After a safe landing our guide took us to the hotel where we would eat dinner. On the way we saw the outside of the concert hall we would be singing in and a little tour of the area surrounding the University. Never in my life have I seen so many music shops. Dinner was fantastic, possibly the best meal yet on this trip. Sichuan is known for its food and it did not disappoint.  We had mushroom soup, fried shrimp balls, Chinese broccoli, cold garlic noodles, and so much more. Everything was incredibly delicious, no belly went empty. Yet there was another surprise at dinner; stuffed pandas! Each one of us received a stuffed cute little panda as a gift from the conservatory.

Bedtime was the thing we looked forward to this day. After long days of singing and sightseeing everyone was looking to get some much needed sleep. Dinner ended and our bus too us to our hotel where many of us buried our heads in our four star pillow and sawed many logs.

~Tim Brassfield

March 21st

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Henan Normal University!

The hazy, bright morning started at 8:30. From Zhengzhou we took a lovely two hour bus ride to Xianxiang City.  There we filed off the bus and took a tour of the Henan Normal University.   A large banner greeted our arrival, “Warmly Welcome Oregon State University Chamber Choir.”  Though it was a chilly morning, we soon were warmed by cheering during a friendly five on five basketball game.  Robert, Steve, Tony, Bryce, and Craig were excited to see Chinese students playing basketball and instantly clamored for a game of their own against them.  Although the Chinese were much shorter than everyone on our team they lost only by two points, 8-6.

Afterwards we continued our journey on campus and soon came across beauty in the colors of blue and yellow.  Yes, it was a playground for young children and elderly to get their exercise on.  Like children ourselves, we ran for it and instantly started our own physical exertion for the day.  All of the playground equipment (exercise equipment) saw some use, correctly or incorrectly.  Finally, our tour guide was able to wrench us from our fun to carry on our tour.  She showed us some of the different dormitories as well as letting us walk through one of their cafeterias during lunch time so we could witness how similar it is to ours’.

At last, it was time for the lunch banquet.  The table had beautifully folded pink napkins as well as everything else that usually comes with the meal (spinning glass top, Sprite and Coke, and chopsticks).  As the food was placed before us we noticed that this seemed more familiar to our palates.  The staff had made more American-type Chinese food for us.  For once, everyone was very satisfied with the selection and they were able to stuff themselves.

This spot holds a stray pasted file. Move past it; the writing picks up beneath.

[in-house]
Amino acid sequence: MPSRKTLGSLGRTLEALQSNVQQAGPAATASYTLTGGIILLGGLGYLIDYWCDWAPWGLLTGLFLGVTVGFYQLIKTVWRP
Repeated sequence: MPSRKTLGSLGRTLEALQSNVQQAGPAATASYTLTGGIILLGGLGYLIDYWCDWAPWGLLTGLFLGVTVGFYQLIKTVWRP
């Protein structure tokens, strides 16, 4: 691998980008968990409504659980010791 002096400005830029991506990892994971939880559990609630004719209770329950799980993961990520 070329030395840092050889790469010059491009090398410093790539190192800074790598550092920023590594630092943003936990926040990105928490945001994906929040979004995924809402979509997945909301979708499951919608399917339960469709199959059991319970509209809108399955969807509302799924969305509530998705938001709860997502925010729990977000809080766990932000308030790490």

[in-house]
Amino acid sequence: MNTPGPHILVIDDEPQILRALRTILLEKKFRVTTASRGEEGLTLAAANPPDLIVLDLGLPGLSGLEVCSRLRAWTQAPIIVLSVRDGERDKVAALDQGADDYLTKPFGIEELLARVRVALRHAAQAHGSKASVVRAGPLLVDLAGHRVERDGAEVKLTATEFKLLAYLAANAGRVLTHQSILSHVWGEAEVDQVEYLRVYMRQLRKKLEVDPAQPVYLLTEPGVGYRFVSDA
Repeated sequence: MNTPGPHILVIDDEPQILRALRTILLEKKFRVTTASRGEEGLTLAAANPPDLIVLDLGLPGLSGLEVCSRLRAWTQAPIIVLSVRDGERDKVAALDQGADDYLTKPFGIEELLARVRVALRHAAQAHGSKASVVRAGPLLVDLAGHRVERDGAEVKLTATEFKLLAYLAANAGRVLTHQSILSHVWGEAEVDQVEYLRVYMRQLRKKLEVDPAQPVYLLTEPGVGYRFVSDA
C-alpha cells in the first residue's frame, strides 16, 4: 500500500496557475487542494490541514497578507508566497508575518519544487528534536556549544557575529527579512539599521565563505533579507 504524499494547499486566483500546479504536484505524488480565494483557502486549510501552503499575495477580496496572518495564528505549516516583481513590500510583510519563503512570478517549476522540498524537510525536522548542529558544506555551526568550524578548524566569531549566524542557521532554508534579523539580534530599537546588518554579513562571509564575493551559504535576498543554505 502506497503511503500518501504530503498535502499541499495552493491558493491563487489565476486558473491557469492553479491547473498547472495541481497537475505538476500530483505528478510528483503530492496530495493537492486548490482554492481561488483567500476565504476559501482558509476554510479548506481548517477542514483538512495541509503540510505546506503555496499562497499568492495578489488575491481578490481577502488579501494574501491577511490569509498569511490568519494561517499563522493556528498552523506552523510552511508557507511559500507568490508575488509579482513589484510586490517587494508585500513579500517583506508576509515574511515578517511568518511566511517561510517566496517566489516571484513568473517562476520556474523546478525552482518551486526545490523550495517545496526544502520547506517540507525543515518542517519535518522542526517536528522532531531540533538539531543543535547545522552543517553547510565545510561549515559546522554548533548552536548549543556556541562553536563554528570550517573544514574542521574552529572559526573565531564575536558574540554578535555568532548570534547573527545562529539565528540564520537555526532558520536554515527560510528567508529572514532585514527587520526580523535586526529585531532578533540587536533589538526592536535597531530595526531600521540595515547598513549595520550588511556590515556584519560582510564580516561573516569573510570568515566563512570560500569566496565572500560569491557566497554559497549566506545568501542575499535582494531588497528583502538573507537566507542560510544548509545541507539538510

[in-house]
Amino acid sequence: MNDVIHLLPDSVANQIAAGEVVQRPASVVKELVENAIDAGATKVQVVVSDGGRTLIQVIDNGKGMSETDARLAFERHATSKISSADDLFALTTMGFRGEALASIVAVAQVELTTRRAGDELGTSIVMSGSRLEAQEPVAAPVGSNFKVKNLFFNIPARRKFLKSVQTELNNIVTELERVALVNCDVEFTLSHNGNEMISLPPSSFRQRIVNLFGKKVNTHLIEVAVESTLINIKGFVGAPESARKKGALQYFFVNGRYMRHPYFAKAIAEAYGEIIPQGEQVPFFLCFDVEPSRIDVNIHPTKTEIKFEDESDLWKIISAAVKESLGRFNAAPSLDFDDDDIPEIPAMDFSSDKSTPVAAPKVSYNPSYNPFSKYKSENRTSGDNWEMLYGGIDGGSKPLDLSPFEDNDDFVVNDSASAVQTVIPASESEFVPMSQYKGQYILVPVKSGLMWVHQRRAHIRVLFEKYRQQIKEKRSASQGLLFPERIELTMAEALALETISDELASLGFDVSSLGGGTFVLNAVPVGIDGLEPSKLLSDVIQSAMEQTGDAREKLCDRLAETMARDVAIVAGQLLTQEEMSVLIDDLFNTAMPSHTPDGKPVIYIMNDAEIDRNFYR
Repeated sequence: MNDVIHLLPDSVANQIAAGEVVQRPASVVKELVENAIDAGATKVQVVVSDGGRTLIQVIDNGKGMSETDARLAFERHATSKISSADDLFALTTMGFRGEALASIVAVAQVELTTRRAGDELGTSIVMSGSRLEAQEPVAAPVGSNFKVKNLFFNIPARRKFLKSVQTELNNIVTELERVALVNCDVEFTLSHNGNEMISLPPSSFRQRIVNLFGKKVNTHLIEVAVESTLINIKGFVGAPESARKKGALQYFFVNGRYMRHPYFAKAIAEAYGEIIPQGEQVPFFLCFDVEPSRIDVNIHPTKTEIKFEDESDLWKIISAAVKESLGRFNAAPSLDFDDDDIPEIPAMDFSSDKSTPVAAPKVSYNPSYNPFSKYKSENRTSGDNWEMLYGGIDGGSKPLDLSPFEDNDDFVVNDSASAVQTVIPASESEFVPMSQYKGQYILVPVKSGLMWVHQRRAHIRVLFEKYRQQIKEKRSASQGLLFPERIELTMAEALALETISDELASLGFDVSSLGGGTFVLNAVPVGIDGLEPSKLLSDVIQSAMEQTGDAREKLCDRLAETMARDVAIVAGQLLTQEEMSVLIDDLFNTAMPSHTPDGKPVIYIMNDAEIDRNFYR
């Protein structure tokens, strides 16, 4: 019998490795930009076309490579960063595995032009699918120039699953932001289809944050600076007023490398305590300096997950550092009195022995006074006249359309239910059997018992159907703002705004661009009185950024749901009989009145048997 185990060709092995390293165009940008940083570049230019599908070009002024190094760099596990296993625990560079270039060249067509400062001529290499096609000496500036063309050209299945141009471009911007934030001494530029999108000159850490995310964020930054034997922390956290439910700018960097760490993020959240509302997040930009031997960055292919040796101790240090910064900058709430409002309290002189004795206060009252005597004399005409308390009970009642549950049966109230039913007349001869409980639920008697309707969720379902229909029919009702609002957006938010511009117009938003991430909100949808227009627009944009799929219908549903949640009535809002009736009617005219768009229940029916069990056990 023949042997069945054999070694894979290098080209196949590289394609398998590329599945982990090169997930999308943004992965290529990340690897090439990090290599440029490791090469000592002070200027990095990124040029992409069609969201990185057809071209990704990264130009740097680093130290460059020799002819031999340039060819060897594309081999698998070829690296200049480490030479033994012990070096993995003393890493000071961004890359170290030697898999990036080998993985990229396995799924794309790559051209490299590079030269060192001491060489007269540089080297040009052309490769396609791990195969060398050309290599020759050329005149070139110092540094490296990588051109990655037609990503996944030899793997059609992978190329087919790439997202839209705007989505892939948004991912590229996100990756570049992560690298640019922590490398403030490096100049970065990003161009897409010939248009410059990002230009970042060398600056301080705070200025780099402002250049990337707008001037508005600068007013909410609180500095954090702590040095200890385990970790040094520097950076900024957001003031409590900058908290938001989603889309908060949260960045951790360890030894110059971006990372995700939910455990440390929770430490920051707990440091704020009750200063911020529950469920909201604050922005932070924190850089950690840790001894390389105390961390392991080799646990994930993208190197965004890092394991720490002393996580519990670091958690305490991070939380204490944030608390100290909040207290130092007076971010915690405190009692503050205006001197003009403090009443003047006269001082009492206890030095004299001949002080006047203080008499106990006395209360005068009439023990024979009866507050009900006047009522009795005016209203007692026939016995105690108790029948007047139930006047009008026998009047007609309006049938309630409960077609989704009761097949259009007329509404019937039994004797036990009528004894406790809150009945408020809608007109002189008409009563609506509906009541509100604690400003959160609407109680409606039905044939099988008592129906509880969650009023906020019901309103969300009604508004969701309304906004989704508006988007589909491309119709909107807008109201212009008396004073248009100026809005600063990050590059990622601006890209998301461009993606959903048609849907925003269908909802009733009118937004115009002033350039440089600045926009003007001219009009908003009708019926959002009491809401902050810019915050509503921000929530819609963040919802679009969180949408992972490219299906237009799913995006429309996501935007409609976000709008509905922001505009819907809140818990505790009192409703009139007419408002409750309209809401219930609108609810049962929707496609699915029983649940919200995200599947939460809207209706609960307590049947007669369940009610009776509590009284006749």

After a very agreeable meal we went to rehearse with the Henan Normal University Choir, which went swiftly and very well.  The Chinese were very nice and welcoming once again.  They made us feel right at home.  With nothing to do between this rehearsal and dinner, we had the opportunity to go to a park to relax and get some fresh air.  The water was very murky in the ponds featured but the park itself was well laid out and quite pretty.  When our break from the hustle and bustle was over we headed to lunch at the same place that we had lunch.  It was quite delightful again.

We departed our feast and headed to the concert hall to change into our performance outfits.  For the concert we performed first with our normal lineup, but instead of “Walk in Jerusalem” we sang Josh’s piece, “Psalm of Life.”  Our part of the concert went fantastic, and then it was the Henan Normal University Choir’s turn.  We were thoroughly awed by their singing capabilities and choral-ography. When the time came for us to sing our combined pieces, the music filled the concert hall.

Once the concert completed, all of us were bombarded for photos with the audience and with the members of the other choir.  It felt like being a celebrity.  We graciously posed with everyone who asked either smiling or flipping the peace sign for the camera.  Finally, we made it through the masses to the buses and were able to return the hotel for some much needed rest.

~Rosemary

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Museum Visit and First Performance in China

There are a lot of pictures that are meant to be posted along with this blog, but we are having some technical difficulties, and they should be coming later!

First on the itinerary this morning was a trip to the Henan Museum. It looked sort of like a giant pyramid.

We took lots of pictures in front of some awesome giant golden statues!